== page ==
So you’ve bought the big kahuna of all ukuleles, the Baritone, and now you need to figure out how to tune the darned thing? Well, you’ve come to the right place.
In this article, we’ll attempt to cover every possible aspect of Bari uke tuning.
How are Baritone Ukuleles Tuned?
Baritone Ukuleles are traditionally tuned in the key of G with the notes D G B E. The D, G, and B are located just below middle C, and the E is located just above.
Tuning a Baritone Uke with Online Tuning Notes
Here’s a video which plays the 4 tones used in Baritone Ukulele tuning:
To tuned your Uke to the vid, start with loose strings. Then tighten each string while plucking it until the string’s pitch and the video’s pitch match.
A good way to tell if two pitches played at the same time are the in-tune is that there will be a slight hollow/clean quality to the sound and no “warble.”
Step-By-Step Baritone Ukulele Tuning
Baritone Uke Tuning By Ear (with Reference Note)
Tune your Baritone Ukulele to itself, by ear, with a reference note for the lowest string.
- Tune Your Top String to D
Find a source for the D pitch below middle C. This could be an in-tune keyboard/piano, a tuning fork, etc.
To tune the string to this pitch, start by loosening it.
Then, while playing the reference note, slowly tighten the string while plucking it until the string’s pitch and the reference pitch are identical.
- Tune Your G String from Your D String
Now that your D string is tuned, you can move on to the G string.
Hold down your D string at the 5th fret and pluck it. This is the pitch you want to match your G string to.
Slowly tighten your loose G string until it matches that pitch.
- Tune Your B String from Your G String
To get the pitch of your B string, hold down your G string at the 4th fret. Again, pluck this string while tightening your B string until they are in-tune.
- Tune Your Bottom String to E from Your B String
Finally, hold your B string at the 5h fret and pluck it to get your E pitch. And as before, tighten your loose E string while plucking the B string (held at the 5th fret) until the pitches match.
Congratulations, you have tuned your Baritone Ukulele! Now get strumming!
Other Baritone Uke Tuning Topics
Besides step-by-step tuning, here are some other topics which related to Baritone Ukulele Tuning:
Baritone Ukulele Tuning Frequencies
The following is a table of the frequencies of the notes used in tuning a Baritone Uke:
|D (top string)||146.83 (often rounded to 147) Hz|
|B||246.94 (often rounded to 247) Hz|
|E (bottom string)||329.63 (often rounder to 330) Hz|
How to Tune a 6-String Baritone Ukulele
The standard way of tuning a 6-String Baritone uke is to double up the lowest and highest strings.
This means the D string and E string would be doubled up. So the final tuning would be DDGBEE.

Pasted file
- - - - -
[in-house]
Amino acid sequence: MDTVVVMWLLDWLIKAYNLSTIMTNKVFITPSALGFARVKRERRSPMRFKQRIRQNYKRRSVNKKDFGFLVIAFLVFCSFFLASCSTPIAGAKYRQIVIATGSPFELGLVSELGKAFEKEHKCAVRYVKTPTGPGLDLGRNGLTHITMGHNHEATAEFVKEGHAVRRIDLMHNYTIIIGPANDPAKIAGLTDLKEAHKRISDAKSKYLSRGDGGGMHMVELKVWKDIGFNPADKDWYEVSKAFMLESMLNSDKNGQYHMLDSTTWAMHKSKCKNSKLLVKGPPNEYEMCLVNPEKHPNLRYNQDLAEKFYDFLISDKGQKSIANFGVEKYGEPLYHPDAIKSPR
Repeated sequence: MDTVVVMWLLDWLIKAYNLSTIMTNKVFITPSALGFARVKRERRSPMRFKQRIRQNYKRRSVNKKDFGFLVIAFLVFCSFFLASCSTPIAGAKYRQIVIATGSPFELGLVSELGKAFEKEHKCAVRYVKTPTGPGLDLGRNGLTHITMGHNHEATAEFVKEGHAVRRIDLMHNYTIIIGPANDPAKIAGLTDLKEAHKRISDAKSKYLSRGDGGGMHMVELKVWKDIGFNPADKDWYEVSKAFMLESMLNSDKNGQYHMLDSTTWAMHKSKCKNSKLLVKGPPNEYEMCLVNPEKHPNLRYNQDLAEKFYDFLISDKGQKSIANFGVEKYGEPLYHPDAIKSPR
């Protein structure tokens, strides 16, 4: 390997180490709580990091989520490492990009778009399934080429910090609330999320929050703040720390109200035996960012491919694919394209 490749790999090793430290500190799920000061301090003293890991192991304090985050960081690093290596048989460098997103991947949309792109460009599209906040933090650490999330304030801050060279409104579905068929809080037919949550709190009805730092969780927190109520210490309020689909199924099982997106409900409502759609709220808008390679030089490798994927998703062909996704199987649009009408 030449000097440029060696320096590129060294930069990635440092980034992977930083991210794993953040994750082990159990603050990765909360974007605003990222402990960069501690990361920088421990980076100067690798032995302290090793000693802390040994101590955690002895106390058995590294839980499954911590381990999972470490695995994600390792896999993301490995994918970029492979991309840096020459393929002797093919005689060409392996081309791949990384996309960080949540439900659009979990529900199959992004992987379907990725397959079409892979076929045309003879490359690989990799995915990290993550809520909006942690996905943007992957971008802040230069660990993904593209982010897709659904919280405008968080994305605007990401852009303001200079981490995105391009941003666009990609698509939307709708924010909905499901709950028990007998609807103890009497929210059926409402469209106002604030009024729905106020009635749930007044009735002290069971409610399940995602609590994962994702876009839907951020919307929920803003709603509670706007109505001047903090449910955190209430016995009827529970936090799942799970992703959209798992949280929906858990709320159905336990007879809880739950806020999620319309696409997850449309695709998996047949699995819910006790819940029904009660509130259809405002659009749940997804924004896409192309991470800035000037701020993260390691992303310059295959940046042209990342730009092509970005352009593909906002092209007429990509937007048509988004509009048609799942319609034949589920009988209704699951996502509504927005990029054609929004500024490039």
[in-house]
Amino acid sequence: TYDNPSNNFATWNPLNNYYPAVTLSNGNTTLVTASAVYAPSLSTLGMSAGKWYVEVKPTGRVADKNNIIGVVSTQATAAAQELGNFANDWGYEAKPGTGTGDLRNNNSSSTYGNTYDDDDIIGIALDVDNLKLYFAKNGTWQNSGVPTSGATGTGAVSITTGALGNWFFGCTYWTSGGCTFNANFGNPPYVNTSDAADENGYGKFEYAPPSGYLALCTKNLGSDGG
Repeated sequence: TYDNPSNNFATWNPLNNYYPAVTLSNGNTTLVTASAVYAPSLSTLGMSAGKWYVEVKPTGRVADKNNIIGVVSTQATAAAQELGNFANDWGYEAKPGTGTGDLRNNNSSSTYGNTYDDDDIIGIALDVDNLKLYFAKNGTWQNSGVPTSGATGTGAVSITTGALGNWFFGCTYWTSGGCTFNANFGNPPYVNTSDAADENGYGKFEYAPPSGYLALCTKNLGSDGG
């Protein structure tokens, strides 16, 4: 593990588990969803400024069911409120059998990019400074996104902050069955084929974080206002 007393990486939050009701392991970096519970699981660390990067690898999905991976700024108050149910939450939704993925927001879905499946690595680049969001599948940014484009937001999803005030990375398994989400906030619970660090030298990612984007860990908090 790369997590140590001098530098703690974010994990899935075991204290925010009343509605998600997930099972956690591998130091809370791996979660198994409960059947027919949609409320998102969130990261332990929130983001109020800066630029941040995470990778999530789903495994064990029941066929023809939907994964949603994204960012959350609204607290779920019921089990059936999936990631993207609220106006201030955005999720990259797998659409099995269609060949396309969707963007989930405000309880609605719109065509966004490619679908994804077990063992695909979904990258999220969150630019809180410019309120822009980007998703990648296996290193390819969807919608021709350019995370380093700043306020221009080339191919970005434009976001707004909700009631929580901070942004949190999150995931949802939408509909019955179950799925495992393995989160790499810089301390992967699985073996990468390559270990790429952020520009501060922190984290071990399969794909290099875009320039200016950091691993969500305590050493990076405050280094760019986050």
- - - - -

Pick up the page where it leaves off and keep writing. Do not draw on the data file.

Note: I have seen some 6-string Baritone ukes designed to be tuned like a guitar or with other strange tuning systems, so be sure to follow manufacturer instructions or look into your specific model’s designated tuning to avoid damaging your instrument.
How to Tune an 8-String Baritone Uke
An 8-string ukulele is typically tuned with each string doubled up in pairs which are played together.
So for a Baritone uke, this would translate to DDGGBBEE tuning, with each string doubled with an identical pair where each pair of strings is played together to produce a fuller sound.
How to Tune a Baritone Banjo Ukulele
As banjo ukuleles are tuned identically to their standard wood-body counterparts, the Baritone Banjo Ukuele is also tuned to DGBE tuning.
For more information on specific banjo ukulele tuning topics, check out our Banjo Ukulele Tuning article.
The String Tensions of a Tuned Baritone Ukulele
Here’s a table of the approximate string tensions for different baritone ukes:
|Ukulele Type||Approx. String Tension|
|4 String Baritone Uke||Around 53 lbs.|
|6 String Baritone Uke||Around 77 lbs.|
|8 String Baritone Uke||Around 90 lbs.|
The larger the instrument (and the more strings used), the higher the tension the instrument is under.
Baritone Ukulele Tuning vs. Soprano, Concert, and Tenor
Most ukuleles (soprano, concert, and tenor) are traditionally tuned in C (GCEA) with a re-entrant G string.
The Baritone, on the other hand, is tuned similar to guitar in G (DGBE) with a straightforward linear (low to high) tuning system.
This gives the Baritone a deeper, fuller, more guitar-like sound quality compared to its smaller siblings.
Its sound can almost be described as a hybrid between guitar and ukulele, combining the lightness of the ukulele with the richness of the guitar, though not fully either.
Can a Baritone Ukulele be Tuned to GCEA like a Soprano, Concert, and Tenor?